@AliasMarlowe: Thank you for the link to the explanation of the Kruger-Dunning effect. Now I finally have an a explanation for the political attitudes that I've been encountering of late.

Re:Anyone else get the feeling (5, Informative)

boristhespider (1678416) | more than 2 years ago | (#38028656)

There's a reason they're calling it a "quasiparticle". A quasiparticle is an effective particle that arises when you perturb a quantum system - they're effectively the quantum analogues of sound waves. Depending on the type of system, you can get various types of quasiparticle. The most basic would be phonons, which are literally quantised sound waves, and which I imagine would crop up in any system (but I'm not a condensed matter physicist and haven't touched it in ten years so there may be systems possible where phonons don't arise and I wouldn't know). In some quantum fluids you can get things called rotons forming, which you could view as kind of quantised vortices. In more complicated systems again you get quasiparticles emerging with all manner of weird and wonderful behaviours, and about ten years back Volovik showed something beautiful, which is that if you take a particular state of superfluid Helium the quasiparticles that emerge have all the symmetries of the standard model of particle physics *and a graviton*. Which is really extremely beautiful when you think about it.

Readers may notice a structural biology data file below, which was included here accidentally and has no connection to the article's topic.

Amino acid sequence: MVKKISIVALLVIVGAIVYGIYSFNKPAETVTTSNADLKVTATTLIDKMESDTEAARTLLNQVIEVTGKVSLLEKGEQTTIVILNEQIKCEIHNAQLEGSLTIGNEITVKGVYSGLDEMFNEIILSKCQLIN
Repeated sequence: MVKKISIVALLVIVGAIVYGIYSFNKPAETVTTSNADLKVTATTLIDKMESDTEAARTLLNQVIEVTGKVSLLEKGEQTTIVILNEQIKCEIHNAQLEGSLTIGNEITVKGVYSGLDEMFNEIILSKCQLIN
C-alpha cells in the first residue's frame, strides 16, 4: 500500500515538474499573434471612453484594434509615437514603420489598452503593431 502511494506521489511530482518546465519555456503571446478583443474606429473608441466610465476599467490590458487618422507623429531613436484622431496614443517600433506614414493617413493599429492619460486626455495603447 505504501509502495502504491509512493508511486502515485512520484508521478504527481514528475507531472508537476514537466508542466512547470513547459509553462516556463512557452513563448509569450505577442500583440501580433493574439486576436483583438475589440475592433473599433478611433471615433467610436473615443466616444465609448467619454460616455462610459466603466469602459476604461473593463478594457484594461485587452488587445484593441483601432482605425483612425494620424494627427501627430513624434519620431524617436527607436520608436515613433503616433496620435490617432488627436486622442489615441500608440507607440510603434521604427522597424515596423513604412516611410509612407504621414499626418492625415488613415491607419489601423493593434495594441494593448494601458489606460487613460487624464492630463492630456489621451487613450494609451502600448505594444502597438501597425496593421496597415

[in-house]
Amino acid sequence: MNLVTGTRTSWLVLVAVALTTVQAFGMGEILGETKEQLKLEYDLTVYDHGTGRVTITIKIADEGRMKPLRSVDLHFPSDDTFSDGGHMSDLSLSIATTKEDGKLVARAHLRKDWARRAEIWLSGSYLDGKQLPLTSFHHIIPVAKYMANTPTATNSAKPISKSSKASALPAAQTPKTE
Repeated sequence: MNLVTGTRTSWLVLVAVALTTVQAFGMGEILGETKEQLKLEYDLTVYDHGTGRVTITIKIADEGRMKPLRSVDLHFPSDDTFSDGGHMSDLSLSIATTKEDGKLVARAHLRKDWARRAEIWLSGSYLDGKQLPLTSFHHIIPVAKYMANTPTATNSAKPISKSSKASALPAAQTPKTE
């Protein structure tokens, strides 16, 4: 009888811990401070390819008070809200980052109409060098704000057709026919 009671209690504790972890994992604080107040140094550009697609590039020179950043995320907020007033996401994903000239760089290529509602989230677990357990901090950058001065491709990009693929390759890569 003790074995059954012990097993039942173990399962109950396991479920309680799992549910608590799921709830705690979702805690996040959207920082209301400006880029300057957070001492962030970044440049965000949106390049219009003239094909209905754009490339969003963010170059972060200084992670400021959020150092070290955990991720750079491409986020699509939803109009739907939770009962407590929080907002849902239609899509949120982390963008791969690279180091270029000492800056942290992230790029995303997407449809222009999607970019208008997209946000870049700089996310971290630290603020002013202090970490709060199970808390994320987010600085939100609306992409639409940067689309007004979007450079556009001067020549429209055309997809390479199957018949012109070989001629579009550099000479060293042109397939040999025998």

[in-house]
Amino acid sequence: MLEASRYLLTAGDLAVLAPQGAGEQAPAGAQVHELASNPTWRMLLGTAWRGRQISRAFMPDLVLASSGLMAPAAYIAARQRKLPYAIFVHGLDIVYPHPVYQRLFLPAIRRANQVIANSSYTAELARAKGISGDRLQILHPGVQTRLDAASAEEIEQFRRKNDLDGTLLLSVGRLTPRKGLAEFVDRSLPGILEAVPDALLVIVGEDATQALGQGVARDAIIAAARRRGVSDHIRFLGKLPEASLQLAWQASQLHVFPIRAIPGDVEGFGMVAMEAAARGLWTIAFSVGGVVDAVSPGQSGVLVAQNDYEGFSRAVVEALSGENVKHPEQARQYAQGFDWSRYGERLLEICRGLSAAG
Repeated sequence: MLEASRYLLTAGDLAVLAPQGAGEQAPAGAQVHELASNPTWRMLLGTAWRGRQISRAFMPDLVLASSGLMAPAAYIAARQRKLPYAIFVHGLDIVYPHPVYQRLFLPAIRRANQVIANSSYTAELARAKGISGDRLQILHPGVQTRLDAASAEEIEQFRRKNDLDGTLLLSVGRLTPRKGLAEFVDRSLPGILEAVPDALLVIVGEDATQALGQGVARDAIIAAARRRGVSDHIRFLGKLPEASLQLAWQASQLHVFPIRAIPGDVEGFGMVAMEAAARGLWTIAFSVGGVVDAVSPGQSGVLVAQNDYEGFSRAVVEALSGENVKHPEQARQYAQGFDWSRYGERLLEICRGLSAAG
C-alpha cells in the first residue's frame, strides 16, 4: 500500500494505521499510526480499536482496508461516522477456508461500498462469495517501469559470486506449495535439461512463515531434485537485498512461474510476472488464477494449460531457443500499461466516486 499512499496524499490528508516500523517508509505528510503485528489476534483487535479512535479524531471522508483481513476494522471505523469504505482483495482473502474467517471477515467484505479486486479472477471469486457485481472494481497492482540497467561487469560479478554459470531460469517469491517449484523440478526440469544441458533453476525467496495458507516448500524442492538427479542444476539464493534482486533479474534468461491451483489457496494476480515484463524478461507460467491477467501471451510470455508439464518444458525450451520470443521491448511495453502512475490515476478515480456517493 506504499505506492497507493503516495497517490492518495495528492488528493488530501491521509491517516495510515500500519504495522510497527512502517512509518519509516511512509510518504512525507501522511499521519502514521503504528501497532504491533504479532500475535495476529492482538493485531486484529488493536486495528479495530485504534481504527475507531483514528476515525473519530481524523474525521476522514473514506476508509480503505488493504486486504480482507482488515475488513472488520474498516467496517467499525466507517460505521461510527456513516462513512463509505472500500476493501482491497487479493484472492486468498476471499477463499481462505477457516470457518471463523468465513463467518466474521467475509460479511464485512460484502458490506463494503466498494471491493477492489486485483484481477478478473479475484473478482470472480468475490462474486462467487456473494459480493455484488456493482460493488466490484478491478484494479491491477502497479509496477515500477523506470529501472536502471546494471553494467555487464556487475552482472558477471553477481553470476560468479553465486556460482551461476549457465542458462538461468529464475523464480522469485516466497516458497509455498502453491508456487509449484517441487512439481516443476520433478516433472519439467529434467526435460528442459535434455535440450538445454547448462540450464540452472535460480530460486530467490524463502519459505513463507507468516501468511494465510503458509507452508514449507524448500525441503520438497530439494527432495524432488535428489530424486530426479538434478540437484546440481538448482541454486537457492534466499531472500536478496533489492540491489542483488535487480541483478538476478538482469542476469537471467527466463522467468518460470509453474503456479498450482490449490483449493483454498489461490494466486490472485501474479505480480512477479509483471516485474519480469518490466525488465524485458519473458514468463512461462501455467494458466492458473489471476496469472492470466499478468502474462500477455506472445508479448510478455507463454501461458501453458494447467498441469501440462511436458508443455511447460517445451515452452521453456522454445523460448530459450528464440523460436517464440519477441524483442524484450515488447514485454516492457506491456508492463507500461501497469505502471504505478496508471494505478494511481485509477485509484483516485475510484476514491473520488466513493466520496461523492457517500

Anyway, those are quasiparticles: well-defined quantum fluctuations of a system.

The particles you're referring to are from speculative high-energy physics, and are on much shakier ground, as the physicists who propose them would readily admit. Those particles are generally "real" in a sense that quasiparticles aren't (although I wouldn't stretch the term "real" too far even for something like virtual photons or gluons or other gauge bosons; even so, the fundamental nature of the particle is very different to the quasiparticle).